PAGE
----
Different Spark Plug Material
    The primary change in spark plug material in recent years has been in the electrode of the plug. In the past, the electrodes were made of nickel or copper. These materials eroded quickly with in town driving and were less than desirable at the track. Modern aftermarket companies use far more durable materials for the electrode. These materials include iridium, platinum, silver, and even gold. The primary advantage being they last longer and produce a more consistent spark kernel. This results in better fuel economy and better throttle response.
    Aftermarket Options For Mustangs

    NGK is one of the most popular aftermarket spark plug producers. They offer a great iridium spark plug for the mustang with noticeable gains in off idle throttle response. These can be picked up for around $70. The stock Ford Motorcraft plugs can be had for around $30. The E3 spark plugs resale for roughly $50 and use a nickel alloy electrode.

    What spark plugs should I put in my Mustang?

    Choosing which comes down to your needs. A stock Mustang will benefit from an upgraded plug, but will not need the most extreme options available. A basic Motorcraft plug will do just fine, but an upgrade will help throttle response and MPGs. High horsepower applications (especially forced induction) certainly want to consider a high quality plug, like a cold range NGK iridium, to complement their other mods. Skipping out on a quality set of plugs could damage your motor and cause significant repair costs.

    All things considered, choosing the right spark plug for your Mustang comes down to what modifications you currently have, and what you plan on doing in the near future. With all the options out there, it’s easy to jump at the first spark plug with the most promises. However, the best spark plug is the one that suits your engine with the right heat range and gapped correctly.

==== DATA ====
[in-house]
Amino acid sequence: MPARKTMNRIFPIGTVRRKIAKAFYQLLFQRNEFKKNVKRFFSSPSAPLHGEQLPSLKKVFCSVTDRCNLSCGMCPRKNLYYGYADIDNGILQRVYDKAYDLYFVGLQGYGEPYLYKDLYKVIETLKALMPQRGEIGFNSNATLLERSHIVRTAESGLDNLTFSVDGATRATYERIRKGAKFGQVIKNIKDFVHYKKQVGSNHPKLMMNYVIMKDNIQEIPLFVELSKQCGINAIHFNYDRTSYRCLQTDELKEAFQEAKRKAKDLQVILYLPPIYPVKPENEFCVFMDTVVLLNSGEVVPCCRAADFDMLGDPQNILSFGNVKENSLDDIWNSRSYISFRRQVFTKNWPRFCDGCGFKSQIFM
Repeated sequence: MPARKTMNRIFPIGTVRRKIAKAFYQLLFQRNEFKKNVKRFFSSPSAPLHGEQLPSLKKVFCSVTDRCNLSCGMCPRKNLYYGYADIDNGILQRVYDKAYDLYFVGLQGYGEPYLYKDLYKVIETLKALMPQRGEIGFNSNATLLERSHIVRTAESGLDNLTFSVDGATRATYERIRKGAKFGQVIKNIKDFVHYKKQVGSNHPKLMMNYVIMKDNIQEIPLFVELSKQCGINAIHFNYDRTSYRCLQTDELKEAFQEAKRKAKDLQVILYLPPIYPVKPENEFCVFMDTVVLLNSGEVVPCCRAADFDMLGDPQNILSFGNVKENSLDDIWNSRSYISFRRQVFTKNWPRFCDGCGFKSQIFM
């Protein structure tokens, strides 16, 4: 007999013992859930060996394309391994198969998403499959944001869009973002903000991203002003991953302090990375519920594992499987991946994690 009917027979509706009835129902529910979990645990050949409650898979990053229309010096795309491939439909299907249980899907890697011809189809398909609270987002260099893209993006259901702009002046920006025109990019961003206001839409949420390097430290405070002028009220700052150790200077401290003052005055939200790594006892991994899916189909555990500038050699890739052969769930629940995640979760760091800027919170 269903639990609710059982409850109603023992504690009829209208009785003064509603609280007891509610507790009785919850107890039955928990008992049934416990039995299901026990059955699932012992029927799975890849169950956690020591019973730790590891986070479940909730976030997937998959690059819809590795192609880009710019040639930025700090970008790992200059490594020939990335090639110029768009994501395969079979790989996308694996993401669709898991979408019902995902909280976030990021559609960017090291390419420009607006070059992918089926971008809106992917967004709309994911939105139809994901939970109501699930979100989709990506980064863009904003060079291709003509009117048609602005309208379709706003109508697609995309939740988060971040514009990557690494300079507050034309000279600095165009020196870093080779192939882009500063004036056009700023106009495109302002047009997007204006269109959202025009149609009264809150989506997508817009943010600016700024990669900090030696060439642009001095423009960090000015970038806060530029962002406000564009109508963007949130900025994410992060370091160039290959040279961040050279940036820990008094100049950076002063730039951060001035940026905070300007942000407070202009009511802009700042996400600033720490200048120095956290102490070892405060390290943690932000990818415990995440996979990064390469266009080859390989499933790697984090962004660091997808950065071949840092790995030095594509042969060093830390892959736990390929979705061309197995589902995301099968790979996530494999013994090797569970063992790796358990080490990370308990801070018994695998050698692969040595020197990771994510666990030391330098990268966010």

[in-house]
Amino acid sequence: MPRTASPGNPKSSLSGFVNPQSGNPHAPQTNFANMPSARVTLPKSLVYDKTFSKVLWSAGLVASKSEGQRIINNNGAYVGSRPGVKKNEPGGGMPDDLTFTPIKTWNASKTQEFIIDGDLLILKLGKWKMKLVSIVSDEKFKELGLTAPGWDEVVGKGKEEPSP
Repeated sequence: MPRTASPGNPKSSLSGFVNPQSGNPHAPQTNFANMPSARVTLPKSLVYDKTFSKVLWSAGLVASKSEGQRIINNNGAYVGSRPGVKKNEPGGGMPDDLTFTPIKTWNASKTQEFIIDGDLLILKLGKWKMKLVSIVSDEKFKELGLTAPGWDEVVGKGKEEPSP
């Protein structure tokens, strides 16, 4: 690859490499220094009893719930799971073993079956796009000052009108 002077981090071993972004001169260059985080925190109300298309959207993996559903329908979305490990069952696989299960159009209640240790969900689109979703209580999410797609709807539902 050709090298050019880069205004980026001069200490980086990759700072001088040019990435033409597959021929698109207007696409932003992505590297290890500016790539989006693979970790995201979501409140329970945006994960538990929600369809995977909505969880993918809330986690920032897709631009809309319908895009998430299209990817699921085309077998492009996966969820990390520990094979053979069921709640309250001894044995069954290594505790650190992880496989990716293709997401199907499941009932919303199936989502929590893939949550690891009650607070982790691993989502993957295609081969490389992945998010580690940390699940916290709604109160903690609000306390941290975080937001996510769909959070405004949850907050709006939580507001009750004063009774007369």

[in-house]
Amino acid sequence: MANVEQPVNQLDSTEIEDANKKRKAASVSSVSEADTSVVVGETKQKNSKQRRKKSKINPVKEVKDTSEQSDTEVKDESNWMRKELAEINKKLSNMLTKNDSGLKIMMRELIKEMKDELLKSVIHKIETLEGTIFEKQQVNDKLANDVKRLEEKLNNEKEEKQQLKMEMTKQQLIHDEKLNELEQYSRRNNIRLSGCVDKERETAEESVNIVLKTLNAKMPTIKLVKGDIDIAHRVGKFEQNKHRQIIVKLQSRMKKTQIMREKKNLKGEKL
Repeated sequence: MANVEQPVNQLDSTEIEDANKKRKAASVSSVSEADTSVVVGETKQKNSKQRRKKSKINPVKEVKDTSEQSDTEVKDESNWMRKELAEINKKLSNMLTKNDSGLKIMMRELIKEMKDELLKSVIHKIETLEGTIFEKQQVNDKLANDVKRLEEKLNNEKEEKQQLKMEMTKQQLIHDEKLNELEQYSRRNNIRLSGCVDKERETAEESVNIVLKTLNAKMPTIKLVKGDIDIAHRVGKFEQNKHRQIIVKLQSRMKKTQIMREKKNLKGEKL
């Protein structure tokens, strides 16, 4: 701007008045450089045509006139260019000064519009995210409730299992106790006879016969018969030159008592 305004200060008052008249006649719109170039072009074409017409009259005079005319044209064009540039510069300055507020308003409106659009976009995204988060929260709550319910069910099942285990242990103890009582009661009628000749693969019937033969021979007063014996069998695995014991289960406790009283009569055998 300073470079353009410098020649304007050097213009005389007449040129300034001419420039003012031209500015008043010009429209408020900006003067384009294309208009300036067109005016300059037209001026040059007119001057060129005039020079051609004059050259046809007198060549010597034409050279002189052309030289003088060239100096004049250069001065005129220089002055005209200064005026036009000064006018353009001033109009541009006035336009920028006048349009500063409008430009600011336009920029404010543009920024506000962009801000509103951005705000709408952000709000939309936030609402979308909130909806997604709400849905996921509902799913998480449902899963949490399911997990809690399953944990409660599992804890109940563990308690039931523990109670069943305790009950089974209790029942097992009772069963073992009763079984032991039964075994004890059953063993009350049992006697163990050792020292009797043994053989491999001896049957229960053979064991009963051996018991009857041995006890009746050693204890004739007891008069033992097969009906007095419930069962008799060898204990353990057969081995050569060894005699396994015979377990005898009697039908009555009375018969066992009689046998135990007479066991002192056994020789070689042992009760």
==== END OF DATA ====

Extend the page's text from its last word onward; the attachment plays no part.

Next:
www.GTAMC.com
    In the Garage: 2011 Mustang GT, Auto, 4.10 gears, CAI, LT's, X-Pipe, HP Tuners, nGAUGE, some suspension parts and a small diet

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    Knight of Badassdom Lips's Avatar

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    good article, and applies to many vehicles, not just stangs. plugs are often overlooked.
    Future303® - " good production values considering it's about choking the chicken"

    KCCO

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    pist'n broke member

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    who wrote that article?...an automotive journalist?...ridiculous!

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    pist'n broke member

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    Quote Originally Posted by Lips View Post
    good article, and applies to many vehicles, not just stangs. plugs are often overlooked.
    put 20 grand into an engine build...& get the plugs wrong

    guess what...?

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    pist'n broke member

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    Quote Originally Posted by Lips View Post
    good article
    no its not...its vague at best & teaches nothing

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    Coyote Power Inside. Minaccia's Avatar